Moderato con anima (English Only)
    English (Singapore/UK), basic Chinese
    I am another one unfamiliar with this particular use. This appears in the OED (December 2018 draft edition). It also confirms the etymology.

    slang (chiefly British). Many or much; a lot of.
    [This sense appears to have originated in Caribbean English, and evolved from the sense ‘nothing but, too much of’ (compare sense A. 11); see quot. 1996.]
    [1996 R. Allsopp Dict. Caribbean Eng. Usage 81/1 Bare,..(Bdos) nothing but, and therefore too much of. Her room is bare clothes, pack up everywhere.]
    ...
    2005 Guardian (Nexis) 13 July We'd go round the corner, pass something to someone, go back and we'd have bare dough, we'd have bare money in our pocket.
    ...

    British slang. As an intensifier: very, extremely.
    ...
    2009 @Sam_wise 6 Mar. in twitter.com (O.E.D. Archive) This is actually a bare good song innit bruv.
    2012 Z. Smith NW (2013) 114 Those girls, man... Ruby's bare lazy.
     

    Ponyprof

    Senior Member
    Canadian English
    I have never heard this, as I've said. But if I imagine it said in a Jamaican accent it sounds possible.

    Carribean English has varied accents and dialects for the different island nations, and there is a large population of Carribean descent in London. Many of the accents and dialects at their strongest in their places of origin can be quite hard for outsiders to understand and in some cases may strictly speaking be patois or pidgin and not really English.

    Carribean English enters popular culture through music, the various forms of reggae and dancehall and dub music.

    But it is a very specific family of accents and by and large, outsiders would sound absolutely ridiculous if they started incorporating Carribean slang words or fake accents into their English speech.

    So as to the original question of, is this word in use? You would need to find someone in the youth scene of Londoners of Carribean descent and ask them.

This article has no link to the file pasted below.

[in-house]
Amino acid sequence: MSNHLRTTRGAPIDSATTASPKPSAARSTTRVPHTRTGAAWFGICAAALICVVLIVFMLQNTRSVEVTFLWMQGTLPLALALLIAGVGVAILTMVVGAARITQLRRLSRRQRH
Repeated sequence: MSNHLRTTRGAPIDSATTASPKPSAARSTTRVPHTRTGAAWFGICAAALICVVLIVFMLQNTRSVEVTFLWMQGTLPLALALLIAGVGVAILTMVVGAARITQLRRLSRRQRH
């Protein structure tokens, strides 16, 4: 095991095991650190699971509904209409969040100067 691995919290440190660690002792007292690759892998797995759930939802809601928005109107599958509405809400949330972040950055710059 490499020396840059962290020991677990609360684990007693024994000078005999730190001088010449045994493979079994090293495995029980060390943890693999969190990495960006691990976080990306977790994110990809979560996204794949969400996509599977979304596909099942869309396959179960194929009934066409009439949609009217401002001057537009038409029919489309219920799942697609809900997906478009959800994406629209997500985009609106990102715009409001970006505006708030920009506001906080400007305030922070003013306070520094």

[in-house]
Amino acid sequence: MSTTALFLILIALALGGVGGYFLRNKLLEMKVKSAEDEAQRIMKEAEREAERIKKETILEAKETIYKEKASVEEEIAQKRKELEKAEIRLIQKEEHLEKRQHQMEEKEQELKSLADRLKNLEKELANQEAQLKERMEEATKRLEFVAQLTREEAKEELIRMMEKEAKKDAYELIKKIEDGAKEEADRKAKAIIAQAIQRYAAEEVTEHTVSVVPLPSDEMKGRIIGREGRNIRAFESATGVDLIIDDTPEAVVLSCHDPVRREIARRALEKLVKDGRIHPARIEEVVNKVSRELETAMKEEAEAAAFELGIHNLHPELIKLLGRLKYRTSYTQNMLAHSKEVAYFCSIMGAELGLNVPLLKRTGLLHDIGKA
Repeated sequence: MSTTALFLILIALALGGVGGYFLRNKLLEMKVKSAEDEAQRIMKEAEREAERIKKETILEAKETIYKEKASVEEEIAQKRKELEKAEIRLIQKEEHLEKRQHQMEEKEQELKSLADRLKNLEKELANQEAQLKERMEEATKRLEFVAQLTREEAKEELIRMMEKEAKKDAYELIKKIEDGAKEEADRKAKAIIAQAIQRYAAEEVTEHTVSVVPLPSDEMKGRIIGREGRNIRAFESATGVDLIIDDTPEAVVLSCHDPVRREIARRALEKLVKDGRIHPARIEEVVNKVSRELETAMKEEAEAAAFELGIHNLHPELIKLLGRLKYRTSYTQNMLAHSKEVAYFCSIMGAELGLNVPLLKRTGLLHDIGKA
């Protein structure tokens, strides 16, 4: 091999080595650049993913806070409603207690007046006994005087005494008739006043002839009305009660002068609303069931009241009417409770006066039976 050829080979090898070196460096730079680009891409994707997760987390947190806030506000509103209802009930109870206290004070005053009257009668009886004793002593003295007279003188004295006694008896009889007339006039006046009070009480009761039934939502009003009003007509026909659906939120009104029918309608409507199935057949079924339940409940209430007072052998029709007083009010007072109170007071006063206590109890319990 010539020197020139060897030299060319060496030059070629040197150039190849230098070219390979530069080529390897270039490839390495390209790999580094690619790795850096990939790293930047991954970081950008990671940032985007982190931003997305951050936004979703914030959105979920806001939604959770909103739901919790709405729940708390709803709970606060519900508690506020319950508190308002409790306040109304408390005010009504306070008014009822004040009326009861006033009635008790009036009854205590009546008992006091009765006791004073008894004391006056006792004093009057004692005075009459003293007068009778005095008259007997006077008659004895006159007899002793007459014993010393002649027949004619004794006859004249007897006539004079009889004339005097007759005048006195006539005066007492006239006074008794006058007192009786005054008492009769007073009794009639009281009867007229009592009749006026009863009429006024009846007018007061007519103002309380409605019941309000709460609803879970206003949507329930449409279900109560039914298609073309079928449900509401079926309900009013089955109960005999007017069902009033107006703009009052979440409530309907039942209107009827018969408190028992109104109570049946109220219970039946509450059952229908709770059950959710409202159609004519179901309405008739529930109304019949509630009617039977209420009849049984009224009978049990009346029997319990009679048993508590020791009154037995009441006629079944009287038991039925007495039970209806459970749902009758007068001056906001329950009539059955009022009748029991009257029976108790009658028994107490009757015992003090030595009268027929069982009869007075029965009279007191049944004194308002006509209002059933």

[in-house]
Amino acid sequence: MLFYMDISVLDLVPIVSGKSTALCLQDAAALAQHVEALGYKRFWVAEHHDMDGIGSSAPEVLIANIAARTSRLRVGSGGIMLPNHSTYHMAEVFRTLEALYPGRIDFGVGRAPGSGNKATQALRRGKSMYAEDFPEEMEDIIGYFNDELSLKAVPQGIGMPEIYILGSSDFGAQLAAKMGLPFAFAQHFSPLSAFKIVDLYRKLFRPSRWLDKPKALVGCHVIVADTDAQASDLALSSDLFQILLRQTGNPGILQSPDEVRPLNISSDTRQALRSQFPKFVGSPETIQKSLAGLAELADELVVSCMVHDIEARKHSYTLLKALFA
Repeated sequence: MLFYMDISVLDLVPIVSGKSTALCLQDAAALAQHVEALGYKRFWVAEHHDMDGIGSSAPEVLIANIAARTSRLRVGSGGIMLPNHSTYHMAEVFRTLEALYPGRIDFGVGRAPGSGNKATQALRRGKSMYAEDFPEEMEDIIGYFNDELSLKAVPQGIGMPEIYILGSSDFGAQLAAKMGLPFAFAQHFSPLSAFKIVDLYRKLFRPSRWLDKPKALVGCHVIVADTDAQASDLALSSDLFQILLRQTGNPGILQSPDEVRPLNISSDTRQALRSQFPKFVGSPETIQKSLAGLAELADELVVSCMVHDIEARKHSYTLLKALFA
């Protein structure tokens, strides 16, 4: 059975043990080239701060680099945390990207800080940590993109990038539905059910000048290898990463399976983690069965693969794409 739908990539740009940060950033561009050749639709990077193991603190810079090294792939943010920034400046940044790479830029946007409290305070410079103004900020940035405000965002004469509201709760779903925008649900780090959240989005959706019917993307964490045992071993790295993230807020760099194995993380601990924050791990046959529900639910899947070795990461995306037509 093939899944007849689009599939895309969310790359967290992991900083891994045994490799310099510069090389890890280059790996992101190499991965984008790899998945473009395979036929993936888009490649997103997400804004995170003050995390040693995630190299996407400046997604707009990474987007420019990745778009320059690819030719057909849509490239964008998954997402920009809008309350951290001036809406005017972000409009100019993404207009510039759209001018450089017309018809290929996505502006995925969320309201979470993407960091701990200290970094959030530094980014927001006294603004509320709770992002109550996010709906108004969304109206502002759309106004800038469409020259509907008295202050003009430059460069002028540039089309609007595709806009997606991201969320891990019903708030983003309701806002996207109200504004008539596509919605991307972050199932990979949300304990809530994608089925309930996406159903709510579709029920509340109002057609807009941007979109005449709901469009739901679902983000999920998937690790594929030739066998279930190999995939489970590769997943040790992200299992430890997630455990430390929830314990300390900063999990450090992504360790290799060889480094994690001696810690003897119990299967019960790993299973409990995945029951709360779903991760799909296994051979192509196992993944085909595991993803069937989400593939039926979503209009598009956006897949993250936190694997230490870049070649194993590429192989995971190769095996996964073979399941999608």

DonnyB

    Sixties Mod
    English UK Southern Standard English
    It does seem to have found its way into enough dictionaries to establish that it's in current BE use, which more or less answers the original question.

    The extent of its use is more difficult to determine: I can't say I've heard it personally and it sounds more plausible to me as meaning very, extremely than many/much, a lot of. It's probably just another facet of the way the English language is constantly changing and evolving. :)
     

    Ponyprof

    Senior Member
    Canadian English
    I can see this: 2012 Z. Smith NW (2013) 114 Those girls, man... Ruby's bare lazy. {Note Zadie Smith is a famous, black, British author}

    Cf. A bare-faced lie.

    I have not heard this slang areas of US I am familiar with.
    Ah, OK. A major novelist includes dialect speech in a novel, which puts words from that dialect into many readers' passive vocabularies and into the lexicon because there is a published reference.

    I've never heard this usage before. However I live in a city without a large Carribean community. I don't think it's a usage widely used outside that community.
     

    Ponyprof

    Senior Member
    Canadian English
    It seems to be particular to Toronto, Canada and London, England.
    I'm assuming among the Carribean community in Toronto, which is of a significant size.

    Yes, this link actually defines a number of words it says are Jamaican adaptations of West Indian patois. The sample sentences are all phonetic transcription of Jamaican accents.

    It would be interesting to see which if any terms get dispersed into wider use by other cultural groups. The Jamaican accent us very distinctive.